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State Dept. of Health Offers Precautions, Not Yet Commenting on First Zika Case Reportedly Transmitted Within U.S.
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Aedes Mosquito

Jerome Goddard, an entomologist at Mississippi State University, says the Zika virus is commonly transmitted by mosquitoes. But he adds there are cases of contracting the disease through sexual contact, as reported in Texas. 

"There are a few reported ways like a mom to the baby, a blood transfusion. There's a report or two of sexual transmission, but these are relatively rare," said Goddard.

Right now the Mississippi Health Department isn't commenting on the Texas case. Dr. Paul Byers, the deputy state epidemiologist, says there are no reports of Zika in Mississippi. There are cases of Americans who traveled overseas returning to the U.S. with the disease. Byers says there are outbreaks in countries in South and Central America, the Caribbean along with Mexico.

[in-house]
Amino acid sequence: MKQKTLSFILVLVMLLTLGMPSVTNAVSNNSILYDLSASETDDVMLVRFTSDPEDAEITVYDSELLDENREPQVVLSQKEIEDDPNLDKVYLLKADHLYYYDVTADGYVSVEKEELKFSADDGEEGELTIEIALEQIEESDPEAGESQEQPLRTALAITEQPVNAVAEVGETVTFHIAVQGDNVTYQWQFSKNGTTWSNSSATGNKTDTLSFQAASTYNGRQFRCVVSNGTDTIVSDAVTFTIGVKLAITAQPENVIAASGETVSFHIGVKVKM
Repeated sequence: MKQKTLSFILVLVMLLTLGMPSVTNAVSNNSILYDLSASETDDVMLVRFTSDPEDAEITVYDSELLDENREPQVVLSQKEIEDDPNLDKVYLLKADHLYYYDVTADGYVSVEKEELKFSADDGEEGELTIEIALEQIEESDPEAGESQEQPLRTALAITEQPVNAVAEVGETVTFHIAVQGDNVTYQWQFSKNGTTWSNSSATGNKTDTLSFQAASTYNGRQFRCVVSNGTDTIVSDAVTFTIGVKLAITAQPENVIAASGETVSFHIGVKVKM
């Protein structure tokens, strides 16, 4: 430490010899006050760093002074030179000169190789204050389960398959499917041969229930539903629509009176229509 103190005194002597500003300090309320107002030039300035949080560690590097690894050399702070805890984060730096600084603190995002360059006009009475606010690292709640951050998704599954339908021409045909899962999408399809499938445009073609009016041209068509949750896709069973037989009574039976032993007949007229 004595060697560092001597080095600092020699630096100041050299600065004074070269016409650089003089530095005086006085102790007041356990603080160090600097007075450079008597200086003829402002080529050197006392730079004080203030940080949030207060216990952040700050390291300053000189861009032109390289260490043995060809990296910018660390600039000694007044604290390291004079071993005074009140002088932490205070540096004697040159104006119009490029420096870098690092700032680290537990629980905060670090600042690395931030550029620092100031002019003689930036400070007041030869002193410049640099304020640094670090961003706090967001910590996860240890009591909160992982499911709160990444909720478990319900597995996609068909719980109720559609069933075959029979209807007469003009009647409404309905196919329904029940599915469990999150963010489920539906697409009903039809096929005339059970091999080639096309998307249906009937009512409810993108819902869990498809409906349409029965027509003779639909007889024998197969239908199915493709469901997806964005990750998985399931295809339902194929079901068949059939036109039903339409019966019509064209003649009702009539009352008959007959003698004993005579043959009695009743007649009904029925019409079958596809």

"Only about 20 percent of those folks actually have symptoms and the symptoms can be relatively mild. But they can make you sick and those are fever and conjunctivitis, and some joint pain and sometimes a rash," said Byers.

Byers advises Mississippians to postpone traveling to countries where there are outbreaks, especially pregnant women. He says Zika can cause birth defects. Jerome Goddard, says Mississippians should be vigilant because some of the mosquitoes in the state could carry Zika, if they bite an infected person. 

"Those mosquitoes, Aedes mosquitoes, the Aedes Albopictus, and the Aedes Aegypti that carry Zika, are up around your patio in the backyard and stuff, maybe they breed in the gutters or the bird bath," said Goddard.

Goddard says mosquitoes feed heavily April through October. He recommends removing standing water from around  homes, wearing long sleeves and pants, using insect repellents and pesticides, when necessary. 

The Centers for Disease Control and Prevention lists Zika travel alerts at: